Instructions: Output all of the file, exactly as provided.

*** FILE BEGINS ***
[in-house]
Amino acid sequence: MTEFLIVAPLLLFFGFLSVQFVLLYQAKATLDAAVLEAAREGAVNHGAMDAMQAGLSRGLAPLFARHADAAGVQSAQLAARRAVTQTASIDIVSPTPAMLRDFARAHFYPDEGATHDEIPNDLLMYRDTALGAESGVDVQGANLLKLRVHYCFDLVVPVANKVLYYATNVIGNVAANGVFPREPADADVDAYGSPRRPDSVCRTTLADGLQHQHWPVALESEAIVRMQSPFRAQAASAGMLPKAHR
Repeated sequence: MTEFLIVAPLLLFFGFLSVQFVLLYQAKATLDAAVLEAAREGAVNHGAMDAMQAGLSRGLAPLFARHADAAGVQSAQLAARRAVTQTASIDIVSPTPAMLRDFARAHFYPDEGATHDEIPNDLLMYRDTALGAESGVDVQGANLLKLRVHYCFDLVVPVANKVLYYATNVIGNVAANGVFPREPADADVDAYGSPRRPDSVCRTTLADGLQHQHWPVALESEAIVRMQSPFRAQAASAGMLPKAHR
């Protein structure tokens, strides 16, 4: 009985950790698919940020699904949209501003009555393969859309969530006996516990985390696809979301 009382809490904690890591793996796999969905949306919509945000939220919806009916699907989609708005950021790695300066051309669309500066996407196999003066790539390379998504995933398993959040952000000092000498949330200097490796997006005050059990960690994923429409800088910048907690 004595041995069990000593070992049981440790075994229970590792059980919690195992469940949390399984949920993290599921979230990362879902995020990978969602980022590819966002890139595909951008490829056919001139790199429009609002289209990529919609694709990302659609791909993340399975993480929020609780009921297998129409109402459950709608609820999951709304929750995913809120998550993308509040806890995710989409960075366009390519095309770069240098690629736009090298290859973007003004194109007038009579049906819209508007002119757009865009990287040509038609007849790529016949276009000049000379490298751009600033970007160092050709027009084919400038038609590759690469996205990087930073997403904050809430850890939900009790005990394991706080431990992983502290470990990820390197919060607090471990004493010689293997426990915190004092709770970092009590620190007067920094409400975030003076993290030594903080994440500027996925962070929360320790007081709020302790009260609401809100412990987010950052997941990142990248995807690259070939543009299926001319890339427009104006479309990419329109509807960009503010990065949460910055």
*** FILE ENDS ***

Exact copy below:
[in-house]
Amino acid sequence: MTEFLIVAPLLLFFGFLSVQFVLLYQAKATLDAAVLEAAREGAVNHGAMDAMQAGLSRGLAPLFARHADAAGVQSAQLAARRAVTQTASIDIVSPTPAMLRDFARAHFYPDEGATHDEIPNDLLMYRDTALGAESGVDVQGANLLKLRVHYCFDLVVPVANKVLYYATNVIGNVAANGVFPREPADADVDAYGSPRRPDSVCRTTLADGLQHQHWPVALESEAIVRMQSPFRAQAASAGMLPKAHR
Repeated sequence: MTEFLIVAPLLLFFGFLSVQFVLLYQAKATLDAAVLEAAREGAVNHGAMDAMQAGLSRGLAPLFARHADAAGVQSAQLAARRAVTQTASIDIVSPTPAMLRDFARAHFYPDEGATHDEIPNDLLMYRDTALGAESGVDVQGANLLKLRVHYCFDLVVPVANKVLYYATNVIGNVAANGVFPREPADADVDAYGSPRRPDSVCRTTLADGLQHQHWPVALESEAIVRMQSPFRAQAASAGMLPKAHR
């Protein structure tokens, strides 16, 4: 009985950790698919940020699904949209501003009555393969859309969530006996516990985390696809979301 009382809490904690890591793996796999969905949306919509945000939220919806009916699907989609708005950021790695300066051309669309500066996407196999003066790539390379998504995933398993959040952000000092000498949330200097490796997006005050059990960690994923429409800088910048907690 004595041995069990000593070992049981440790075994229970590792059980919690195992469940949390399984949920993290599921979230990362879902995020990978969602980022590819966002890139595909951008490829056919001139790199429009609002289209990529919609694709990302659609791909993340399975993480929020609780009921297998129409109402459950709608609820999951709304929750995913809120998550993308509040806890995710989409960075366009390519095309770069240098690629736009090298290859973007003004194109007038009579049906819209508007002119757009865009990287040509038609007849790529016949276009000049000379490298751009600033970007160092050709027009084919400038038609590759690469996205990087930073997403904050809430850890939900009790005990394991706080431990992983502290470990990820390197919060607090471990004493010689293997426990915190004092709770970092009590620190007067920094409400975030003076993290030594903080994440500027996925962070929360320790007081709020302790009260609401809100412990987010950052997941990142990248995807690259070939543009299926001319890339427009104006479309990419329109509807960009503010990065949460910055």